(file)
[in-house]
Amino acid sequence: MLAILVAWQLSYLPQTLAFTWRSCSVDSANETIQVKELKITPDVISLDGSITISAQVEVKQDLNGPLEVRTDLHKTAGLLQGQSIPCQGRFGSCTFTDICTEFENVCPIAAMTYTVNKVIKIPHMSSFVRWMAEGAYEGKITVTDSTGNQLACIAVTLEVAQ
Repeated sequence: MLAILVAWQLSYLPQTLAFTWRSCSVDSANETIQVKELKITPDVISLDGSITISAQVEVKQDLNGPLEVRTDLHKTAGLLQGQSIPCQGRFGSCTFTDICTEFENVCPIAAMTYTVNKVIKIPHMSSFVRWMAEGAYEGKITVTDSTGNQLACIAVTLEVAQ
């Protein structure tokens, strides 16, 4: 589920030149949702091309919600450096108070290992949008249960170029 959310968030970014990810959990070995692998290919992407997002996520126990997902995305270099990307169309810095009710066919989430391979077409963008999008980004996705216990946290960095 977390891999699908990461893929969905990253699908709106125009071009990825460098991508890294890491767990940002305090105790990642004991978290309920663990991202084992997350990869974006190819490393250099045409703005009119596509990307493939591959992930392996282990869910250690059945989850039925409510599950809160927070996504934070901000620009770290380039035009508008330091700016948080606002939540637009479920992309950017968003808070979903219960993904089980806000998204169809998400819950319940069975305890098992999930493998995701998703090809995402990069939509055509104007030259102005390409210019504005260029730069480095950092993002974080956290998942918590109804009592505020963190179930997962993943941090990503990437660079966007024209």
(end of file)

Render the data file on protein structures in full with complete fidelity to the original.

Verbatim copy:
[in-house]
Amino acid sequence: MLAILVAWQLSYLPQTLAFTWRSCSVDSANETIQVKELKITPDVISLDGSITISAQVEVKQDLNGPLEVRTDLHKTAGLLQGQSIPCQGRFGSCTFTDICTEFENVCPIAAMTYTVNKVIKIPHMSSFVRWMAEGAYEGKITVTDSTGNQLACIAVTLEVAQ
Repeated sequence: MLAILVAWQLSYLPQTLAFTWRSCSVDSANETIQVKELKITPDVISLDGSITISAQVEVKQDLNGPLEVRTDLHKTAGLLQGQSIPCQGRFGSCTFTDICTEFENVCPIAAMTYTVNKVIKIPHMSSFVRWMAEGAYEGKITVTDSTGNQLACIAVTLEVAQ
């Protein structure tokens, strides 16, 4: 589920030149949702091309919600450096108070290992949008249960170029 959310968030970014990810959990070995692998290919992407997002996520126990997902995305270099990307169309810095009710066919989430391979077409963008999008980004996705216990946290960095 977390891999699908990461893929969905990253699908709106125009071009990825460098991508890294890491767990940002305090105790990642004991978290309920663990991202084992997350990869974006190819490393250099045409703005009119596509990307493939591959992930392996282990869910250690059945989850039925409510599950809160927070996504934070901000620009770290380039035009508008330091700016948080606002939540637009479920992309950017968003808070979903219960993904089980806000998204169809998400819950319940069975305890098992999930493998995701998703090809995402990069939509055509104007030259102005390409210019504005260029730069480095950092993002974080956290998942918590109804009592505020963190179930997962993943941090990503990437660079966007024209």